1B.4 Comparison of Mechanisms for Low-Frequency Variability of Summer Arctic Sea Ice in Three Coupled Climate Models

Monday, 23 January 2017: 11:45 AM
609 (Washington State Convention Center )
Dawei Li, Princeton AOS, Princeton, NJ; and R. Zhang and T. R. Knutson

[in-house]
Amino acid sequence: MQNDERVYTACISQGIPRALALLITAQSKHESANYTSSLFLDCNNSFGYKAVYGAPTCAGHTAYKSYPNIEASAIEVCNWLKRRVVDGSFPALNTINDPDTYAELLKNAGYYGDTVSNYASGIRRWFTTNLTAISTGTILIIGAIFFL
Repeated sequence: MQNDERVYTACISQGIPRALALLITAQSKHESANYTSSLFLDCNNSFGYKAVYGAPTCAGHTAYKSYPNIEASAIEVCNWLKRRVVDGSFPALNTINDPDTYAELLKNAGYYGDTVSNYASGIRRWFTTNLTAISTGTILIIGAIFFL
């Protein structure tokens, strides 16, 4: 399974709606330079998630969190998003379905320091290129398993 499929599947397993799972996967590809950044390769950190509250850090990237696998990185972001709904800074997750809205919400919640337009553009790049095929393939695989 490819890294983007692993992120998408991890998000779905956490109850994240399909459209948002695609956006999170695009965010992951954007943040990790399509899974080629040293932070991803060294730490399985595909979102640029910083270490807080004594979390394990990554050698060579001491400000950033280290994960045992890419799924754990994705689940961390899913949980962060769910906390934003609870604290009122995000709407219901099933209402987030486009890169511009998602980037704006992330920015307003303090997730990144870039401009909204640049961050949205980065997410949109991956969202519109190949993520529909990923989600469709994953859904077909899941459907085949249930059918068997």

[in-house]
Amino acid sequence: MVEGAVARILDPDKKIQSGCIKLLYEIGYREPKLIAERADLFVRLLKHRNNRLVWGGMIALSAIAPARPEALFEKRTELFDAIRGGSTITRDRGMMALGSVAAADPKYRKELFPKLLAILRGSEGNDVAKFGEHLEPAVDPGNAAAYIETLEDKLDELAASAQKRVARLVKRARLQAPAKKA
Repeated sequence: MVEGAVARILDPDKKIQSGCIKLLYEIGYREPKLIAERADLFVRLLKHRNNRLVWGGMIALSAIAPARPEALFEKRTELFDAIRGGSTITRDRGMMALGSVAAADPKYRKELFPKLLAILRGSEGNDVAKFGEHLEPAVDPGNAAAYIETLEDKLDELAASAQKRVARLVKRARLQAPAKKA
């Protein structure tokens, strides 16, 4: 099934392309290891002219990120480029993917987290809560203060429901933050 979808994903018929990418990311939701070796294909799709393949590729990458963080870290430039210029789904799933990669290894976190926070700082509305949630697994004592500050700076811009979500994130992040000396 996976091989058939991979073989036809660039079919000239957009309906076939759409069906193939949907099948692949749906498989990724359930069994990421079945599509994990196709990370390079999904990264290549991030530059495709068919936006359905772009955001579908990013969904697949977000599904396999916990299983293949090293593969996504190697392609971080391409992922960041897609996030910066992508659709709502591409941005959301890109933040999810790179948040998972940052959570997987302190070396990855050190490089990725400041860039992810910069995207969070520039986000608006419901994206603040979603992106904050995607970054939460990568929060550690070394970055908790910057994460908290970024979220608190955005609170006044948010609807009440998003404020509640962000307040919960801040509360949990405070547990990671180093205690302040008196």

A more reliable projection of the future changes in summer Arctic sea ice demands a better understanding of the mechanisms driving its low frequency natural variability. In this study, we investigate the mechanisms for low-frequency natural variability of summer Arctic sea ice using long control simulations from three coupled climate models (GFDL CM2.1, GFDL CM3, and NCAR CESM). Despite different Arctic sea ice mean states, there are many robust features in the response of low-frequency summer Arctic sea ice variability to the three key predictors (Atlantic/Pacific oceanic heat transport into the Arctic and the Arctic Dipole) across all three models. For example, in all three models, an enhanced Atlantic (Pacific) heat transport into the Arctic induces summer Arctic sea ice decline and surface warming, especially over the Atlantic (Pacific) sector of the Arctic. A positive phase of the Arctic Dipole induces summer Arctic sea ice decline and surface warming on the Pacific side, and opposite changes on the Atlantic side. There is robust Bjerknes Compensation at low frequency, so that the northward atmospheric heat transport provides a negative feedback to summer Arctic sea ice variations. We also demonstrate that the net influence of the Arctic Dipole on summer Arctic sea ice extent is more (less) effective in simulations with less (excessive) climatological summer sea ice in the Atlantic sector. The response of Arctic sea ice thickness (SIT) and mass to the three key predictors is stronger in models that have thicker climatological Arctic sea ice. We develop a simple theory to show that, at low frequency, changes in SIT induced by ocean-to-ice heat flux anomalies are much larger in regions with thicker climatological sea ice. The results highlight the importance of sustained long-term observations of the key drivers of the low-frequency summer Arctic sea ice variability, such as the Atlantic and Pacific heat transport into the Arctic. If the Atlantic Meridional Overturning Circulation and associated Atlantic heat transport into the Arctic were to weaken in the near future due to multi-decadal natural variability, we may see a hiatus or pause in the decline of summer Arctic sea ice.
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